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Block Management: Add the possibility to hide/show blocks from the inserter #14139
There has been a lot of feedback recently suggesting the need for a solution to "manage" the available blocks in the editor. Installing block plugins often brings a dozen of blocks while in reality the user only needs one or two of them.
After trying some existing solutions
Let's try to explore integrating it (or something similar). Important notes:
For reference here is what you have in CoBlocks now, props @richtabor for this work:
A few points I would raise:
Really nice work on this, @richtabor!
I like the use of the modal as it's keeping inline with similar interaction patterns from the "Tools & Options" screen. I'd agree that we might be able to make it look closer to the Block Inserter, and not be so wide. I've mocked something up to help relate what I'm saying.
How to disable/enable individual blocks needs some more iteration. There's not a lot of user feedback happening and it's not clear exactly how to proceed once the modal opens up.
I do love that if a block is in use, when clicking "Disable all," that particular block doesn't disable. Smart.
And while the wording isn't quite right, I can imagine the Tools & Options sidebar to eventually include a "Block Management" section. This could include the Block Manager, Resusable block management, and even the Block DIrectory (when we get there).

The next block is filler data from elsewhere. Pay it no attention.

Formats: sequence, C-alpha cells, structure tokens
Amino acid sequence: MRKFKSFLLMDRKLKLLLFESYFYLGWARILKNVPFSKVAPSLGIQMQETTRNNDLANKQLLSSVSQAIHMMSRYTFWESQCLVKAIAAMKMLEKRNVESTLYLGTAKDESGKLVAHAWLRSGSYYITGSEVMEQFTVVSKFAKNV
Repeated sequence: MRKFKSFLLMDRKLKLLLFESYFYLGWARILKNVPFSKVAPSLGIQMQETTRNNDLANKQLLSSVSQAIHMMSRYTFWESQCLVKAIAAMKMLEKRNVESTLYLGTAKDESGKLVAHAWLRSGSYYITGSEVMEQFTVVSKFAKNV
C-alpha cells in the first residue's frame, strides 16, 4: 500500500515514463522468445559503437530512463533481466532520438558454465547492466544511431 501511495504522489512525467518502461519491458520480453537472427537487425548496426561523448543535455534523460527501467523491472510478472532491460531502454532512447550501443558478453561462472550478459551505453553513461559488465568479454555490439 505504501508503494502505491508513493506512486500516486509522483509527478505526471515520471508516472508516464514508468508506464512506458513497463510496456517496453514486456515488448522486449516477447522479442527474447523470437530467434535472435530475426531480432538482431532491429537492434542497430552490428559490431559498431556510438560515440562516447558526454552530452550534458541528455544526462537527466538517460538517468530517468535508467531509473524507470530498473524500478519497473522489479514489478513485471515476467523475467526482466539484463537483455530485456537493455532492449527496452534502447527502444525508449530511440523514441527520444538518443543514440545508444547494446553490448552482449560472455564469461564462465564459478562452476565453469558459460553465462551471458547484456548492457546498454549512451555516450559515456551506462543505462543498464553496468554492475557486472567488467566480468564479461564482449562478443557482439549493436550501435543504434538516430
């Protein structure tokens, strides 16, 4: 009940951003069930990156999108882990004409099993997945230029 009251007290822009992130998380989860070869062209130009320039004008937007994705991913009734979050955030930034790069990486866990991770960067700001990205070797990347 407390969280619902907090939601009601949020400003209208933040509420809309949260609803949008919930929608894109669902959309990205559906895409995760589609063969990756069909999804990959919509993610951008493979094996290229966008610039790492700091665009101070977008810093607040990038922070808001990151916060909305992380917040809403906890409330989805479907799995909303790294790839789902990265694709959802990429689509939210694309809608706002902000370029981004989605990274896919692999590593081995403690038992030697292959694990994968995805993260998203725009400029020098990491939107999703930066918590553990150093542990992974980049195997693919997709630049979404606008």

Thinking aloud: I wonder if it makes sense to add in a full interface for this, versus Gutenberg being "smart" about which blocks are shown and when. For example, Gutenberg could expose which blocks are part of which plugins, even notifying the user when they attempt to disable a plugin, if they've used blocks from it. Gutenberg could also automatically disable blocks that haven't been used, but still expose them if searched for and note that they're "disabled". I'm sure there are other approaches that could improve both discoverability of blocks and the overhead of dozens of blocks installed.
Adding an interface for block management, especially one that's inherently complex seems like it could be the wrong approach, as it puts the onus on users to manage blocks, instead of WordPress working for them.
 If a typical user has a dozen or so plugins installed and each of them has 1-10 blocks, there's a lot to sift through to determine what's in use, what's not, what's the "right" block for them, etc. Do we have a sense of the average number of plugins installed and the current number of blocks per plugin? Is that data that can be gathered to make a more informed decision? (Noting, of course, that blocks will only get more not less popular.)
Hey @samuelsidler! I didn't want to leave your comment unaddressed. Your idea aligns with where AI is taking software interfaces in the future. I love it.
Right now we're hoping to get something like this in WP 5.2, and building an interface based on a modal system we already have in place shouldn't be too overwhelming. In fact, it looks like the scope of this might lighten up dramatically. Take a look at #14224 (comment) for further information.